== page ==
Communities in Schools of Milledgeville-Baldwin County (CISMBC) announced in November that a $2.5 million U.S. Department of Education grant will be used to further its mission of increasing student success in the local public schools.
In addition to bolstering CISMBC’s efforts to promote literacy and parental involvement in their schoolchildren’s lives, the grant, to be paid out at $500,000 a year over the next five years, also calls for the creation of a school-based health clinic accessible to students, school district faculty and staff, and even to parents.
The Baldwin County Board of Education heard a presentation Tuesday from Kay Lawrence of Community Health Care Systems (CHCS), the company that has been contracted to operate the school-based health clinic inside the school district’s Early Learning Center.
“We serve as a federally-qualified health care center, which basically, for your information, means that we are a safety net organization,” said Lawrence, CHCS director of marketing and outreach. “While we serve a lot of insured folks — a lot of people with Medicare and a lot of people with Medicaid — we also serve the uninsured. The opportunity to come into another school is a huge opportunity for us and truly my favorite opportunity because we feel so strongly about impacting the communities at-large. We know that we can do that most effectively through these children and their health and overall attendance in school.”
The new local clinic is scheduled to have a “soft opening” late in the spring and throughout the summer before opening fully next fall at the start of school, according to Lawrence.
CHCS operates 17 health clinics across central Georgia, including two other school-based clinics, one of which is located in Johnson County. The CHCS director of marketing touted the company’s stability, stating that in its more than 20 years of existence it has only had two CEOs and two CMOs (chief medical officer). Once open, the clinic inside the Early Learning Center will operate during school hours, and the grant funding also allows for a liaison that could take students to the clinic during the school day with parental permission.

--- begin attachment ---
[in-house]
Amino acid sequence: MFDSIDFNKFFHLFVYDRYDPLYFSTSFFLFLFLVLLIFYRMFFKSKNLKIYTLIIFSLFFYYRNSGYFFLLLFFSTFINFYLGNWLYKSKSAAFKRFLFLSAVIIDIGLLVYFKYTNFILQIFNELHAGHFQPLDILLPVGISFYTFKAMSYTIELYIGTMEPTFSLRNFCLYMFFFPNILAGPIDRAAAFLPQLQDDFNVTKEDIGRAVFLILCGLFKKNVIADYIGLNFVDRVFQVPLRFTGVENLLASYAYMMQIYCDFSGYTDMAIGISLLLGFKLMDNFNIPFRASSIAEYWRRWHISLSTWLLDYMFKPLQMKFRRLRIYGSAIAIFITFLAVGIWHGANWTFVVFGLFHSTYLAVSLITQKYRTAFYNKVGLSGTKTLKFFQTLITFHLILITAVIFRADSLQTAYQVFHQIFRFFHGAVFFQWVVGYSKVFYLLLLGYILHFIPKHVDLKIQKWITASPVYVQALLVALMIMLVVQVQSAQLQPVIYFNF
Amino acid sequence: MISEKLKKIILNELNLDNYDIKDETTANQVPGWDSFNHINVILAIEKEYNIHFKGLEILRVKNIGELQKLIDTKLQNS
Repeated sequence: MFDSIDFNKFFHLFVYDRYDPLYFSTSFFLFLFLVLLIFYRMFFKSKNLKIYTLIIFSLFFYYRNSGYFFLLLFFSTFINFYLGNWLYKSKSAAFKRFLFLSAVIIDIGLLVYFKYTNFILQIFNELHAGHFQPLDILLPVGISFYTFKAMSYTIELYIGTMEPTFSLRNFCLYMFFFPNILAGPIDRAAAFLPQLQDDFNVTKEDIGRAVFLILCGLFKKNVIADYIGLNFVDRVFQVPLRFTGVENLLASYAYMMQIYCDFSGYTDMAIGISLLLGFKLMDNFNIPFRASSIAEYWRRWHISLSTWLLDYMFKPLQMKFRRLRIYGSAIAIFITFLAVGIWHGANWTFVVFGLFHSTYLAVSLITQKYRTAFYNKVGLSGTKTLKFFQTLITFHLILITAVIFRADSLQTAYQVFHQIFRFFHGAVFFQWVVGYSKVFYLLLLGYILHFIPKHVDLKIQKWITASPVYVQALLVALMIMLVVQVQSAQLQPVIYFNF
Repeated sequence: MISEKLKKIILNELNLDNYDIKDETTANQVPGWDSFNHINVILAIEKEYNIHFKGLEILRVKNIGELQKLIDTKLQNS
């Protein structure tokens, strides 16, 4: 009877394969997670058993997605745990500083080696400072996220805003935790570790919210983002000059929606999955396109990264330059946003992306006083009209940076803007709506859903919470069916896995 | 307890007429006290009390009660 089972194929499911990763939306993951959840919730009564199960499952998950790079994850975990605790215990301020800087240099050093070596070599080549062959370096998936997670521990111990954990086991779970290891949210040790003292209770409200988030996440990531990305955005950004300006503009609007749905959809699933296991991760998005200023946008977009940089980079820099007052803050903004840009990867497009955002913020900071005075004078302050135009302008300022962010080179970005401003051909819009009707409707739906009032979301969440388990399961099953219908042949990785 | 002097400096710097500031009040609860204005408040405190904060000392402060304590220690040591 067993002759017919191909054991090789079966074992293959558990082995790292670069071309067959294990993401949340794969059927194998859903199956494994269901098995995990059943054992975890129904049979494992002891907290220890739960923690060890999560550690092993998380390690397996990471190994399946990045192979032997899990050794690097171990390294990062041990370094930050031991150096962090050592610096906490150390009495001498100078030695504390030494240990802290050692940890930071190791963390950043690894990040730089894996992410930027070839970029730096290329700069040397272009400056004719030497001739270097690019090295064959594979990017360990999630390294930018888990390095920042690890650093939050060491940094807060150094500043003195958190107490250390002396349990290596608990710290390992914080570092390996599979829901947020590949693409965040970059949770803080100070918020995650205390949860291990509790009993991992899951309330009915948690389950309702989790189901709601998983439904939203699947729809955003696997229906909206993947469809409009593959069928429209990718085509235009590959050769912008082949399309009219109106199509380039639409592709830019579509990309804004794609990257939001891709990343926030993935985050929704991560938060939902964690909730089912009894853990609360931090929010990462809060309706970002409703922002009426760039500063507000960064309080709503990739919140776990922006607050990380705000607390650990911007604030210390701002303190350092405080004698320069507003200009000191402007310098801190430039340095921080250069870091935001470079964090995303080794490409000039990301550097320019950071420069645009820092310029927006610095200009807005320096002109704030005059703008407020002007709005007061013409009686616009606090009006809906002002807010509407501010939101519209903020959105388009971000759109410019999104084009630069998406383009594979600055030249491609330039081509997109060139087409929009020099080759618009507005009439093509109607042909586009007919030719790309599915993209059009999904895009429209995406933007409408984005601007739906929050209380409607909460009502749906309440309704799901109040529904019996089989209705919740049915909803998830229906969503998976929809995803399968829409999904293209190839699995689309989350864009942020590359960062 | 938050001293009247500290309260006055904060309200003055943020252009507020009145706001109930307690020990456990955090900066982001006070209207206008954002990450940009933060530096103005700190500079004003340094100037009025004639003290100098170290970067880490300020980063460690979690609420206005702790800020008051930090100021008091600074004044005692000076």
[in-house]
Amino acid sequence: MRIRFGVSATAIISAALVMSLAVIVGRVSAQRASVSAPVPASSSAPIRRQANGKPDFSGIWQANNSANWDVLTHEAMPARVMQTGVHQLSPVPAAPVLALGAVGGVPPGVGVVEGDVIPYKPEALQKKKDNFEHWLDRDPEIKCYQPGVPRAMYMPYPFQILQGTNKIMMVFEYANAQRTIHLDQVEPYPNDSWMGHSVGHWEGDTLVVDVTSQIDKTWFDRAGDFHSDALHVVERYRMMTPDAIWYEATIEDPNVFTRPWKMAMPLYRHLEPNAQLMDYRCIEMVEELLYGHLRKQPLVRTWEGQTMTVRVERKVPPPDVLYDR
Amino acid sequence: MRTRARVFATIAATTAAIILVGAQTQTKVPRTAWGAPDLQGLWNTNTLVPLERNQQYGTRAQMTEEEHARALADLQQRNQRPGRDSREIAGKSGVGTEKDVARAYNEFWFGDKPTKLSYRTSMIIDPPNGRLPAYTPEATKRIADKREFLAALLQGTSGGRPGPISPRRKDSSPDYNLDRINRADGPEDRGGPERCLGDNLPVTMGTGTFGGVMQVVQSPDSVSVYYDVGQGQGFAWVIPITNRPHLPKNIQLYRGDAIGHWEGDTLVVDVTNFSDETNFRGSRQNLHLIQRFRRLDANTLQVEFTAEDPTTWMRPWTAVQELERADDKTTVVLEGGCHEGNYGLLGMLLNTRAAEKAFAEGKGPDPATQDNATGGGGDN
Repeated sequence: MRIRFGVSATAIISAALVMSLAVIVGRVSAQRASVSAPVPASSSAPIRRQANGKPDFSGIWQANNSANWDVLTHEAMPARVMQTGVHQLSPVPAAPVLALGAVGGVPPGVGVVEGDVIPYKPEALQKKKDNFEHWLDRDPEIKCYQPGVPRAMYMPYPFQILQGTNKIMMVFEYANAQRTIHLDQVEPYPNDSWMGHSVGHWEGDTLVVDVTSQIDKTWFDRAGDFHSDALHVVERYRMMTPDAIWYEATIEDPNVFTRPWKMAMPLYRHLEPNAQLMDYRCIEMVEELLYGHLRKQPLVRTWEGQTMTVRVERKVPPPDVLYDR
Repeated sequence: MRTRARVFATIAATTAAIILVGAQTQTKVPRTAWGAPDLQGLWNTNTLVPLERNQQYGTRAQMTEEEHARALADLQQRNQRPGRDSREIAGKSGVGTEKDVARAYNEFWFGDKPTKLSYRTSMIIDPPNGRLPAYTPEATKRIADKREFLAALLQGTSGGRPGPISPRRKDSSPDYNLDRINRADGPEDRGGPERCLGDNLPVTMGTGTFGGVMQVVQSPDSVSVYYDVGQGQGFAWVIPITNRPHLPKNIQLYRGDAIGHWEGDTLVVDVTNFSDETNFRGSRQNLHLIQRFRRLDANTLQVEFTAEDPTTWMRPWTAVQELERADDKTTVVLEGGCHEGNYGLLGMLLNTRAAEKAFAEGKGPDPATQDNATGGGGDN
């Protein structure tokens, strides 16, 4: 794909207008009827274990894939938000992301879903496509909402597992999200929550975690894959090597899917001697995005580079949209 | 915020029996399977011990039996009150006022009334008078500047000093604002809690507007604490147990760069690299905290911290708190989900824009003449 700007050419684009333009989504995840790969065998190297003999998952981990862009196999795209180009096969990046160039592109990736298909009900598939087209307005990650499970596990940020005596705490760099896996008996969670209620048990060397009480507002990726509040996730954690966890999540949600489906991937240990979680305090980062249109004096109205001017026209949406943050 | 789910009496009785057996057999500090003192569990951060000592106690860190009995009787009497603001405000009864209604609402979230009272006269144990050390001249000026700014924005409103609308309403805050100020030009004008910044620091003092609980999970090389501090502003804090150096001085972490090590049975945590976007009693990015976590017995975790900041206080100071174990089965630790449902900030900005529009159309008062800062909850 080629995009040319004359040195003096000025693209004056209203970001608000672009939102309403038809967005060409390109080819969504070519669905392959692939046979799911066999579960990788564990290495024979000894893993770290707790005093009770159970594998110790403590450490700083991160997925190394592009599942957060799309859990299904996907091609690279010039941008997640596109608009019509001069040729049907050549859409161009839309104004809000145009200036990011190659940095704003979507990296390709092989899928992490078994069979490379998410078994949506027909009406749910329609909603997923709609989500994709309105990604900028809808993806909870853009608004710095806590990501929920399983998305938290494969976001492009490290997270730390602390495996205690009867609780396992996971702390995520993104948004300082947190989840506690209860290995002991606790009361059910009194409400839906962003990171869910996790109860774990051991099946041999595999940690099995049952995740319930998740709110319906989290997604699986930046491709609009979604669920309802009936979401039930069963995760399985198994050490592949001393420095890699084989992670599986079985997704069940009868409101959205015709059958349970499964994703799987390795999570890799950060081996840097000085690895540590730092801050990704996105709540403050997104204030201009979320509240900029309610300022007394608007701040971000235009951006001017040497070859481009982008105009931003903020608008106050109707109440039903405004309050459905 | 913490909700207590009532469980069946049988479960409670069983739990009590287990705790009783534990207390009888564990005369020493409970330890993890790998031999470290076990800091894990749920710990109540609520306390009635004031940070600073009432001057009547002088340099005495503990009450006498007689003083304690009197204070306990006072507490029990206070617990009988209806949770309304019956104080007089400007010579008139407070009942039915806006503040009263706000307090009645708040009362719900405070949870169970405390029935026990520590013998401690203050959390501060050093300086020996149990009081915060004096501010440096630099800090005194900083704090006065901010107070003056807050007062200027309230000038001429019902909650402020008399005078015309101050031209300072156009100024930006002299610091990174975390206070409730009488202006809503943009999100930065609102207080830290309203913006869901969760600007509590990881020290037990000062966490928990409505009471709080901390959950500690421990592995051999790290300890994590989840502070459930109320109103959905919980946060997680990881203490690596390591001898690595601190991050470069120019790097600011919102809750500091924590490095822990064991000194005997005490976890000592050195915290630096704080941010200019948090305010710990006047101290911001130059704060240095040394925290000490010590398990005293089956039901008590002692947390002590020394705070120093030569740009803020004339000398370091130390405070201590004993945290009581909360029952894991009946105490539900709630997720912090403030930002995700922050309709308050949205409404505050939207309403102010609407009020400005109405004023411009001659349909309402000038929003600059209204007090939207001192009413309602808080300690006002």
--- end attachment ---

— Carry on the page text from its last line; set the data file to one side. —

“We are committed to tomorrow’s health care today,” said Lawrence. “That’s what makes the school-based clinic so important to us. It’s not just about taking care of people our age or adult age, but about preparing children to learn how to take care of themselves from the inception of them being preschoolers on up to high school age and beyond.”
Baldwin County School Superintendent Dr. Noris Price reminded board members and those in attendance that the Early Learning Center was built with a clinic space already in place, so all that’s left to do is buy supplies.
“The grant would allow us to buy the equipment and upgrade it,” Price said. “Community Health Care Systems will provide the staffing for the clinic. It’s another way of removing barriers so students are not missing school because they’re not able to go to the doctor or they’re not able to get medication. … We’re very excited about this partnership and removing barriers. We want to be sure that kids are healthy so they can learn and be successful in life, which is what it’s all about.”
Hill elected new board chair
Also during Tuesday’s monthly meeting, board members elected new officers for 2019. District 3 representative Lyn Chandler nominated his District 2 counterpart Shannon Hill to serve as board chair. Outgoing chair Dr. Gloria Wicker seconded the nomination, which brought a vote, and all board members agreed unanimously to make Hill the new chair.
Hill, who served as the vice chair for 2018 until moving up the ladder, is in the midst of her first term on the Baldwin County Board of Education, and this will be her first time serving as chair.
Hill took charge over Tuesday’s meeting as the board filled out the remaining officer position before setting the times, dates, and location for this year’s meetings. Chandler was elected new vice chair for 2019, and it was decided that board meetings will continue being held on the second Tuesday of each month, except in July and October, when they will take place on the third Tuesday.
Board liaison positions were also filled as John Jackson, District 4, was named Georgia School Boards Association (GSBA) legislative liaison, West Cummings, District 5, was named GSBA legislative liaison alternate, Dr. Wicker was named Head Start liaison, and Jackson was named Baldwin Charter System Foundation of Excellence trustee.
In other business Tuesday, the board also:
approved increasing the hourly pay rate for part-time school nutrition workers to $8 and $9 for full-timers. School nutrition managers also received a 50-cent pay raise;
approved the termination of lawn care services agreement with GEO Corrections effective Jan. 31, 2019, and the transferring of lawn care services in-house;
recognized employees for years of service;
recognized the Baldwin High School band for receiving superior ratings at the Sound of Silver Marching Competition in Blackshear, Ga.;
recognized Oak Hill Middle School girls and boys basketball teams for winning their regional championships; and
heard school improvement plan presentations from principals of Midway Hills Academy and Lakeview Academy.